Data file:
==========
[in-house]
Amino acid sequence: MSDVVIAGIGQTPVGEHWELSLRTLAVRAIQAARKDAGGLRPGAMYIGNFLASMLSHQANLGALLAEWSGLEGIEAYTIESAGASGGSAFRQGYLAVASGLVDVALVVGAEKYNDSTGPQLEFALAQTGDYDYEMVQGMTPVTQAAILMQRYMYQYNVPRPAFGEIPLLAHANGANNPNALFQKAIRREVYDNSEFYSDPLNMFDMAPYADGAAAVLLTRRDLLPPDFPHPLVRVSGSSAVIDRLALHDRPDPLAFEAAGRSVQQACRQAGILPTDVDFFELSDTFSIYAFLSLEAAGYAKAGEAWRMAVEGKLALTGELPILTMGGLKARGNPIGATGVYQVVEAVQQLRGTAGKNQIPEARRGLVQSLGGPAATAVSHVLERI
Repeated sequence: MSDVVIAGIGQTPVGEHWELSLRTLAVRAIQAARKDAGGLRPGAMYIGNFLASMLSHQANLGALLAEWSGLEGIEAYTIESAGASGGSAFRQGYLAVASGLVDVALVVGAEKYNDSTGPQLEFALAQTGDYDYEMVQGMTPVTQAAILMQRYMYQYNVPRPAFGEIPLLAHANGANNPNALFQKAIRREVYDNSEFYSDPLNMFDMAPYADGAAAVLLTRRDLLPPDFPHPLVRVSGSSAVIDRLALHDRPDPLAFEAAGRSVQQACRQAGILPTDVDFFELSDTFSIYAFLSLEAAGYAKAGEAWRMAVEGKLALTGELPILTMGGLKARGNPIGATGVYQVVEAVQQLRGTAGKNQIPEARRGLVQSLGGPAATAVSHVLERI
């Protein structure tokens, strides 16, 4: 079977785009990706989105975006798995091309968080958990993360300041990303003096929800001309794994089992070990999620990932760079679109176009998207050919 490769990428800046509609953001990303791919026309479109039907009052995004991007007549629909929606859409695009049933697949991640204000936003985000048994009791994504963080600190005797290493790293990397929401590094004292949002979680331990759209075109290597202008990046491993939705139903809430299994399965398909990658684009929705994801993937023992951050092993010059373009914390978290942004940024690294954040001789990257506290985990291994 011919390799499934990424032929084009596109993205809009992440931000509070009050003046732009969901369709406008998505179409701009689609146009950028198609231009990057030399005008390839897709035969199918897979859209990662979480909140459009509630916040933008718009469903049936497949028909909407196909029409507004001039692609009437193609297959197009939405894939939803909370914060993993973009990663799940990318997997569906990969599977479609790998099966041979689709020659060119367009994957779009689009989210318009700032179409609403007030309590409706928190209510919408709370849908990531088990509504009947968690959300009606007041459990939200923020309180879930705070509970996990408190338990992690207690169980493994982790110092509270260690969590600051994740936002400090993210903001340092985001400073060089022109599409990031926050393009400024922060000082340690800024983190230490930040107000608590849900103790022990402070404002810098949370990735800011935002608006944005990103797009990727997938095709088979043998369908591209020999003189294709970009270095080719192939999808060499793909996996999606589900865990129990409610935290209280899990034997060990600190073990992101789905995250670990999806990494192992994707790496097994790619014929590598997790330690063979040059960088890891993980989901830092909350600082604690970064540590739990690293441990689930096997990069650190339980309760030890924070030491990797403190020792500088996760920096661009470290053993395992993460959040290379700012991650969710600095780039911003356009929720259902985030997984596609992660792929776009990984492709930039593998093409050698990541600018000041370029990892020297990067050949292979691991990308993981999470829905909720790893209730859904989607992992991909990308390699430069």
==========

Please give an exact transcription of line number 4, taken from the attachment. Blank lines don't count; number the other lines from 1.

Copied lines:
């Protein structure tokens, strides 16, 4: 079977785009990706989105975006798995091309968080958990993360300041990303003096929800001309794994089992070990999620990932760079679109176009998207050919 490769990428800046509609953001990303791919026309479109039907009052995004991007007549629909929606859409695009049933697949991640204000936003985000048994009791994504963080600190005797290493790293990397929401590094004292949002979680331990759209075109290597202008990046491993939705139903809430299994399965398909990658684009929705994801993937023992951050092993010059373009914390978290942004940024690294954040001789990257506290985990291994 011919390799499934990424032929084009596109993205809009992440931000509070009050003046732009969901369709406008998505179409701009689609146009950028198609231009990057030399005008390839897709035969199918897979859209990662979480909140459009509630916040933008718009469903049936497949028909909407196909029409507004001039692609009437193609297959197009939405894939939803909370914060993993973009990663799940990318997997569906990969599977479609790998099966041979689709020659060119367009994957779009689009989210318009700032179409609403007030309590409706928190209510919408709370849908990531088990509504009947968690959300009606007041459990939200923020309180879930705070509970996990408190338990992690207690169980493994982790110092509270260690969590600051994740936002400090993210903001340092985001400073060089022109599409990031926050393009400024922060000082340690800024983190230490930040107000608590849900103790022990402070404002810098949370990735800011935002608006944005990103797009990727997938095709088979043998369908591209020999003189294709970009270095080719192939999808060499793909996996999606589900865990129990409610935290209280899990034997060990600190073990992101789905995250670990999806990494192992994707790496097994790619014929590598997790330690063979040059960088890891993980989901830092909350600082604690970064540590739990690293441990689930096997990069650190339980309760030890924070030491990797403190020792500088996760920096661009470290053993395992993460959040290379700012991650969710600095780039911003356009929720259902985030997984596609992660792929776009990984492709930039593998093409050698990541600018000041370029990892020297990067050949292979691991990308993981999470829905909720790893209730859904989607992992991909990308390699430069």